I was tired. Physically, I didn’t feel tired but perhaps skipping dinner last night or just seven days in the Alps was wearing on my decision making.

Montbovon, Switzerland

I came to a construction area and did not see a turn. Garmin soon warned me I was off course. I went back and surveyed the area. Yes, I missed the turn to Route 9. There was no way through but I hoped the main road would be parallel where I should be.

Rossinière, Switzerland

It would not occur to me until the end of my ride that I wasn’t to follow Route 9. All week I have been on Route 4 and now I confused them. I still don’t know where I should have gone.

Rossinière, Switzerland

I was comfortable following Garmin but if there was a real Route 4 I wanted to be on it. But I stayed on the main road.

Château-d’Oex, Switzerland

I came to what I knew would be my climb over my last mountain. Then I saw a sign for Route 9 to the left. Down in a valley. I followed it for 300 meters and just knew it didn’t feel right. At the point I said “screw following the sign” not even aware it was the wrong sign. The mind was tired.

Château-d’Oex, Switzerland

I thought I was on the right road but who knows. But I began the climb confident I would get to Montreux.

Château-d’Oex, Switzerland

The views were great and I had no regrets. I was passed by perhaps 30 sports cars, many of those vintage cars.

Château-d’Oex, Switzerland

At the top was a ski area. I didn’t spend much time here but instead would begin my descent to Aigle.

Château-d’Oex, Switzerland

It was a great ride down. With hairpin turns, I never could really let the bike roll but I wasn’t here for speed. (Things losers say)

Ormont-Dessus, Switzerland

I came to one snow shed and plenty of picturesque vantage points. I enjoyed the descent constantly scanning taking in the views.

Snow shed

Reaching the bottom I could see Aigle and the figurative end of my journey.

Aigle, Switzerland

I also knew I was in France. Well, not really but very close. I had thought about riding an extra 10-15 km to “end” in France (and come back) but decided I needed to keep going to my real destination in Montreux. I had a train to catch.

One of three “bikes” in Aigle I found. The other two were pink and yellow.

Beautiful vineyards on the hillside dotted the landscape. Aigle is the home of the UCI, Union of International Cyclists or Union Cycliste Internationale in French.

Those cars came down Bike Route 4

As I reached the flat section of the town I saw a sign for Route 4. Then it dawned on me I had been looking for the wrong signs. I felt fresh but I must have been tired to confuse the route signs.

The last Route 4 sign I would see. I still don’t know where the official terminus is. – Aigle, Switzerland

I saw the cars that had passed me coming off a mountain road. Route 4. The one I was supposed to be on. Oh well. I have no regrets about the route I took but wonder what I missed. And if I should go back someday.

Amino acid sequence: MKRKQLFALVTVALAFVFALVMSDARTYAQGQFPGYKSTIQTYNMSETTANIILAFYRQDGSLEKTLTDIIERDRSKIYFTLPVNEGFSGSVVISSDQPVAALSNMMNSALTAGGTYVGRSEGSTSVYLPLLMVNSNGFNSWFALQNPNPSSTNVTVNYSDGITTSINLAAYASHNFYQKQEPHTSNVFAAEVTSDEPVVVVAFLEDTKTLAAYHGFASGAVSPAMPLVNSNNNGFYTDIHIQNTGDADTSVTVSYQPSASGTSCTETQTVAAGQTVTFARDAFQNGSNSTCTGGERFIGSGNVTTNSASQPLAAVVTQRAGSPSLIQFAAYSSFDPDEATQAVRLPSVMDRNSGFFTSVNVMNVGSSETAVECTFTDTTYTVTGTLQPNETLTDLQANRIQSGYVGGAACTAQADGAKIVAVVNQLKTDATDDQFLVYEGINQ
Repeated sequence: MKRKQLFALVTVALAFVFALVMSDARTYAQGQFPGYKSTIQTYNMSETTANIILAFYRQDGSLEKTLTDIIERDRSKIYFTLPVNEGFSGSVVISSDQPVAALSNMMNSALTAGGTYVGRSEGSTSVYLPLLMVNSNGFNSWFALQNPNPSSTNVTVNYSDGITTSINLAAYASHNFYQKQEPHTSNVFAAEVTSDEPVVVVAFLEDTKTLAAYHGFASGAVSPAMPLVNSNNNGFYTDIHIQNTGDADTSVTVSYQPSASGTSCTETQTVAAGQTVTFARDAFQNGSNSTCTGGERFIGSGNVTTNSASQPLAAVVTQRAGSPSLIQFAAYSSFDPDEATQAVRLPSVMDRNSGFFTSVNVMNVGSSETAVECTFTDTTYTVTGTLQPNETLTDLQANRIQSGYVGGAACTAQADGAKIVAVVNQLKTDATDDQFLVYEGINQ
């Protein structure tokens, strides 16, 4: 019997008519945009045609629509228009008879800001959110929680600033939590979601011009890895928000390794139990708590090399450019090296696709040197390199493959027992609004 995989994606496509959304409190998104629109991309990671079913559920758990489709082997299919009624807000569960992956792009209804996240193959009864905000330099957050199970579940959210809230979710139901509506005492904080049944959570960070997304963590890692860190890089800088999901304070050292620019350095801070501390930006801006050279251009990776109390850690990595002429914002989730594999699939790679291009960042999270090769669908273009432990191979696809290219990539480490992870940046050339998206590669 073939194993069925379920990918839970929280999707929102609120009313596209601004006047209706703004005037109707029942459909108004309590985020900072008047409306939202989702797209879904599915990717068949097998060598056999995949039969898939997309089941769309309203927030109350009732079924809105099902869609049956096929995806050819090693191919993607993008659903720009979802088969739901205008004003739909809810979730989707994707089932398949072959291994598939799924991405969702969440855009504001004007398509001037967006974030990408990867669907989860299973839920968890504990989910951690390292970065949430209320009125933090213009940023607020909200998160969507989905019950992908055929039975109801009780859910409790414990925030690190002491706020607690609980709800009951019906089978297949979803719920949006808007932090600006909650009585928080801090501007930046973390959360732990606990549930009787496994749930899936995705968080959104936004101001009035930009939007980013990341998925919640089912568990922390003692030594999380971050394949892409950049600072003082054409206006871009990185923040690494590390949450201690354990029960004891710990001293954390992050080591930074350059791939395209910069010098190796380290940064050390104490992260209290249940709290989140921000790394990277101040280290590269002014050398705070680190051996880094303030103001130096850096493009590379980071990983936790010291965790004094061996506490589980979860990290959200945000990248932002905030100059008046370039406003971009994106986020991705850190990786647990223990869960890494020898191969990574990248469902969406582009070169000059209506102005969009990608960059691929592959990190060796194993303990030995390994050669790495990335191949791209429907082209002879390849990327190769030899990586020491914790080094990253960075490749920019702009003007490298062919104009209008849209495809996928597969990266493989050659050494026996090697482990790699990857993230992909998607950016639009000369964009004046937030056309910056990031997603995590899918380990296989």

This round portion of UCI is a velodrome – Aigle, Switzerland

I said goodbye to Route 4 and was going to head to Montreux. But I saw a sign for UCI and decided to see what it was all about. Well, it was about a building. A velodrome. I did not leave a pee sample. (But it would have been clean.)

Vineyards in Aigle, Switzerland

Since there was no longer a bike route, (it starts/ends in Aigle) I had mapped my route to Montreux. But I briefly lost my way. I started to get on Super Highway A9. Oops. I walked the bike back down the entrance ramp when I saw I could not jump the fence with my bike to an alternate road.

Veytaux, Switzerland

In Montreux I had planned to eat. Maybe to celebrate. Never really thought about dipping a wheel into Lake Geneva or lifting my bike but never had a chance. I followed a street into town, I knew I was getting near the train station and the street went under the tracks. When I emerged I was in a shopping area and saw an escalator up to the train station. I grabbed my bike, went up to ticketing, and just like that, it was over.

Which way to the UCI? – Aigle, Switzerland

Actually, it wasn’t over just like that. As I arrived ticketing I asked for my luggage and the woman didn’t know what I was talking about. But rather than create angst, I turned and there was a young man with my bag. I beat him. I pulled out money to tip him but he refused.

Seven Days. Switzerland. Over.

Thun to Gruyères


I knew it would be a long day and I hit the road before 8:00 a.m. for the ride out of Thun. It projected to be a lumpy ride and it certainly was. At 103 km, it was the longest day, and at 1,736 m, it would be the second most climbing.

Hotel AM Schloss

As I got ready to go outside the hotel there was a group of Chinese tourists. One by one they told their friends to come over and lift my bike. Then gave me a thumbs up.

Längerbühl, Switzerland

My plan was to follow the Bike Rte 4 signs first and the GPS I had mapped out second. And that mostly worked. Each night I looked online at Bike Rte 4 then tried to duplicate that on and then download that to my Garmin bike computer. I didn’t always get it correct.

One of the many covered bridges on today’s ride

The first 5-6 km in Thun were pancake flat. Then, boom!, the road turned up. First I was on a small highway then Route 4 turned to a paved farm road. And it kicked up. Short but up to 18%.

At a house in the country but still near Thun